PLM System Integrator – Part 1: Selecting the Right Implementation Partner

Lionel Grealou Digital Platform PLM 4 minutes

Image Credit: PEXEL

Implementing PLM solutions and other digital platforms is no trivial task, especially for organizations with complex product portfolio and manufacturing processes, workforce and supply chain on a global footprint, significant legacy processes, data and systems. Such initiatives are typically multi-year programs as new capabilities and continuous improvements get added, new integration points implemented, new apps developed, new data created, etc. The next consideration after planning and selecting a new PLM platform is to define how it will be implemented, when, and by whom (as “the devil is in the detail”). Different delivery approaches can be considered based on the type of implementation, from simple process improvement, capability introduction, integration development, regular system maintenance and upgrades to more fundamental business transformations covering all of the above.

In this post, we discuss characteristics of PLM implementations, types of services required, roles of service providers, considerations for appointing a System Integrator, delivery and engagement models, and related commercial implications. We also highlight how upgrade services might become part of SaaS offerings, and to what extent.

Implementation services

The scope of PLM is vast; so is the scope of work related to implementing PLM solutions (including but not limited to the IT tool itself): from process to automation requirements, efficiency optimization, IT integration, data migration, education and training, business change, etc. Implementing PLM solutions involves series of activities, as varied as: stakeholder alignment, planning, budgeting, procurement, technology selection, supplier selection, data discoveries, process re-engineering, contextual and cultural factor adaptation, solution design, stakeholder management, business change communication… and on the IT side, infrastructure architecture design, installing software, coding, testing, documenting, etc. These also apply to any digital platform projects, from ERP to CRM, IOT…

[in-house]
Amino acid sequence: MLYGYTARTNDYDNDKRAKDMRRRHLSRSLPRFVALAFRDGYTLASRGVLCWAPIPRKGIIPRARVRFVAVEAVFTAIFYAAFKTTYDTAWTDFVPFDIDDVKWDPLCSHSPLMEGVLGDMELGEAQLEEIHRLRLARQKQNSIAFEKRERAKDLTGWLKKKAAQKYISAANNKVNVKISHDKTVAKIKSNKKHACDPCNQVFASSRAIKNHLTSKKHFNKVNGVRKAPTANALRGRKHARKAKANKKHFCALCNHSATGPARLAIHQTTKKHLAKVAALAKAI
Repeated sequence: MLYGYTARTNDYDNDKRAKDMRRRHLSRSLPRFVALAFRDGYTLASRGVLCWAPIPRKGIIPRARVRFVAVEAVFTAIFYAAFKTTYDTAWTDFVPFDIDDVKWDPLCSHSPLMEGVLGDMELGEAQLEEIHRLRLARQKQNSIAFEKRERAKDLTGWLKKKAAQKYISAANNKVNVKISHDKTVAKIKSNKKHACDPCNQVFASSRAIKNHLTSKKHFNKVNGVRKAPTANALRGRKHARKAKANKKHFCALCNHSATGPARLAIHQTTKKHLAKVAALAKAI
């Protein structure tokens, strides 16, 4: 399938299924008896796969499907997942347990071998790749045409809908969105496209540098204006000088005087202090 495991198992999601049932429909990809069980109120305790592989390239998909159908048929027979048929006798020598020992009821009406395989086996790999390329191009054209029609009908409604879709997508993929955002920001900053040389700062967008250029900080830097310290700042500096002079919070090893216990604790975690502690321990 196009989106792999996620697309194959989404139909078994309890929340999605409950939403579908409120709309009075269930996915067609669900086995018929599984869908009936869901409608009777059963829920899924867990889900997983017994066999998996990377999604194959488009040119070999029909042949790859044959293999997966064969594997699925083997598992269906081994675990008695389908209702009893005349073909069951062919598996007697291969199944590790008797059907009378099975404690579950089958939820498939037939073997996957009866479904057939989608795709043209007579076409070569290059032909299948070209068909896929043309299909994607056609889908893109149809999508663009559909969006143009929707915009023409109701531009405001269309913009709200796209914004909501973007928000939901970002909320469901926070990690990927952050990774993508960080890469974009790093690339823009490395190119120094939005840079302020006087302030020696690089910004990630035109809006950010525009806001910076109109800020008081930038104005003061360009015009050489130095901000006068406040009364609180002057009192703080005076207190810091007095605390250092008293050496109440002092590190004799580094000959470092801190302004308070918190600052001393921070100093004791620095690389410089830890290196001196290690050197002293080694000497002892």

There are typically 5 core functions to consider when implementing enterprise platforms and business change solutions:

  1. Business change governance, strategy and scoping: covering from problem statement and initial requirement analysis to change roadmap, budgeting, internal governance, deployment and data cleansing strategies, vendor and implementation partner selection, benefit realization tracking, etc.
  2. Platform / tool vendor: bringing expertise and design support to defining the infrastructure, fixing issues, tuning performance.
  3. System Integrator: supplier driving the change, taking responsibility for the overall solution delivery and operational coordination of all related stakeholders, building and deploying the PLM solution “as built” and until post-go-live stabilization.
  4. Infrastructure supplier: designing and delivering the IT connectivity for each phases of the implementation, in collaboration with the system integrator and the vendor.
  5. Maintenance and support supplier: supporting the operational or run phase of the solution, incl. post go-live transition to Business-As-Usual (BAU) service level.

The above mix might differ based on how much an organization prefers to outsource, based on internal knowledge, efficiency and risk mitigations.

Expectations from a System Integrator

There is possibly a different definition of a “System Integrator” per platform vendor… At a macro level, a System Integrator can be simply defined as follows:

“A System Integrator brings together all elements (sub-systems) to ensure success of the selected solution—managing scope, coordinating all stakeholders involved, ultimately solving the problem as initially stated.”

The System Integrator is expected to: